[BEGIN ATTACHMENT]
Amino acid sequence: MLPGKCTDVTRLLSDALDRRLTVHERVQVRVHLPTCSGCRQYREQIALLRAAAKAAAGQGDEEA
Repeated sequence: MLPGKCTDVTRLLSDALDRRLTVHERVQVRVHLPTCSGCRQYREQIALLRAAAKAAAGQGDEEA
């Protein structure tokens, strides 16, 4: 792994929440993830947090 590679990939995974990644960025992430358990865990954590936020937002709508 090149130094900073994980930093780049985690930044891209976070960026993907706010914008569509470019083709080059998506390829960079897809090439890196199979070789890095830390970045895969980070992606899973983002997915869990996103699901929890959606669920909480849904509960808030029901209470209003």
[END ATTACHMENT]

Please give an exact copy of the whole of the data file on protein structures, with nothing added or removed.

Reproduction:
Amino acid sequence: MLPGKCTDVTRLLSDALDRRLTVHERVQVRVHLPTCSGCRQYREQIALLRAAAKAAAGQGDEEA
Repeated sequence: MLPGKCTDVTRLLSDALDRRLTVHERVQVRVHLPTCSGCRQYREQIALLRAAAKAAAGQGDEEA
């Protein structure tokens, strides 16, 4: 792994929440993830947090 590679990939995974990644960025992430358990865990954590936020937002709508 090149130094900073994980930093780049985690930044891209976070960026993907706010914008569509470019083709080059998506390829960079897809090439890196199979070789890095830390970045895969980070992606899973983002997915869990996103699901929890959606669920909480849904509960808030029901209470209003």